Sport games are, often enough, feisty and passionate affairs. There is a long and well established tradition of competition and fervor, of rage and of excitement. The players are expected to be determined and zealous, while the fans encourage them with delight and with obsession. All of this is, by and large, part and parcel of the world of sport.
However, and rather unfortunately, all the zest and the passion can sometimes go overboard, as fans fail to rein in their feelings, resulting in tragic consequences. One such tragedy occurred on the Major League Baseball Opening Day of 2011, in the parking lot of the Dodger Stadium, where the LA Dodgers had just won a game against the San Francisco Giants.
On March 31, 2011, Brian Stow was leaving the notorious Dodger Stadium, accompanied by two friends, when he was attacked by two Dodgers’ fans. A 42 year old paramedic from Santa Clara, Stow was savagely beaten and kicked in the head, apparently only because of him being a Giants’ fan. He was subsequently admitted to the hospital, and was placed in a medically induced coma due to his critical condition.
The attack on Stow provoked a deluge of anger and emotion, amidst complains from a host of fans about the dangerous hooliganism prevalent in the Dodger Stadium. The verbal abuse, violent threats, and the probability of danger faced by any fan in a rival team’s jersey were brought to stark highlight.
The police force sprang into action, releasing first sketches and then more composite images of the two men wanted for the attack, and the Dodgers rushed to hire a former LAPD Chief in a concerted effort to tighten the security in and around their stadium. Nearly two months later, following news that Stow’s condition was finally stabilizing, the first suspect Giovanni Ramirez was arrested.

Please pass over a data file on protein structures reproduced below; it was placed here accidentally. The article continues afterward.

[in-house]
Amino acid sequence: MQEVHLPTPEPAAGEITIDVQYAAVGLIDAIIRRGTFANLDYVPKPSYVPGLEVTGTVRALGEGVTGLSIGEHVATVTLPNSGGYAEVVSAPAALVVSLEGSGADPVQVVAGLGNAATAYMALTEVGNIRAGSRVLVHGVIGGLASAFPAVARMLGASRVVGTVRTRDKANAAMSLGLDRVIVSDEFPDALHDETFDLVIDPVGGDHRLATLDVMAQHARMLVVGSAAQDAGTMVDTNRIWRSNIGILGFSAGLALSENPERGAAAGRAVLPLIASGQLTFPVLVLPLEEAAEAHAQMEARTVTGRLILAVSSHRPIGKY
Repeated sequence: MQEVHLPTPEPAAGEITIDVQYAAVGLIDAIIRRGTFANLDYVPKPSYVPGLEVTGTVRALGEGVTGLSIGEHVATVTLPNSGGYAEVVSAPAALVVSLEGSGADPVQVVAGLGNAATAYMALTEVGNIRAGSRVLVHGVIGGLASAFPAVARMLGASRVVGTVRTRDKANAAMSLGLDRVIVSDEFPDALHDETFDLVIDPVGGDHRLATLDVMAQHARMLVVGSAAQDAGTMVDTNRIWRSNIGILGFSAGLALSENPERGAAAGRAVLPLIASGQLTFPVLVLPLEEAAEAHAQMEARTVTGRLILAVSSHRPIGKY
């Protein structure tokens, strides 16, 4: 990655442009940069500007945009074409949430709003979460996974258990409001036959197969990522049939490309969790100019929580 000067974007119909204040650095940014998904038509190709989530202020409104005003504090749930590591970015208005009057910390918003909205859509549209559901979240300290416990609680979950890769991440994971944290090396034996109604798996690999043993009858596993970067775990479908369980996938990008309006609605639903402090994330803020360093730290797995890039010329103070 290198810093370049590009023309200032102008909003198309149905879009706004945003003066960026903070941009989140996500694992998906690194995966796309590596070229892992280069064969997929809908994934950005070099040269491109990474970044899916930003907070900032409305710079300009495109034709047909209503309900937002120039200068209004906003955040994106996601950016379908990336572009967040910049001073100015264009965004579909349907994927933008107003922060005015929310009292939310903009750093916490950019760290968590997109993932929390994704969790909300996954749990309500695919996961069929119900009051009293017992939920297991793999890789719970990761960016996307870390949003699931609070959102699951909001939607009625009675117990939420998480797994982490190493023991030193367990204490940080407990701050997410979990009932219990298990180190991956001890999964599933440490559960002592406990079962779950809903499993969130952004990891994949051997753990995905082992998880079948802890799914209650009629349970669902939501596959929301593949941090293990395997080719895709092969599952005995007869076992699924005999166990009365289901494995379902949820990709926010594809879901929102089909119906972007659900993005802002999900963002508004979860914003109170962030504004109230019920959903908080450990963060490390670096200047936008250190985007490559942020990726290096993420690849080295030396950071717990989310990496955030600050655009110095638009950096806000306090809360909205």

A month after Ramirez’s arrest however, he was exonerated as the LAPD announced the arrest of three new suspects. Marvin Norwood and Louie Sanchez appeared in court, but both pleaded not guilty to the charge. After several court appearances from both Sanchez and Norwood, the case still remains open in court, more than three years after the attack took place.
The latest development in the case has seen the lawsuit against the LA Dodgers go to the jury, with the lawyer for Brian Stow asking for $37.2 million in actual damages, in addition to further damages to compensate for the pain and suffering the Stow family have underwent over the years. Louie Sanchez and Marvin Norwood are expected to soon be sentenced to terms in state prison for eight and four years respectively.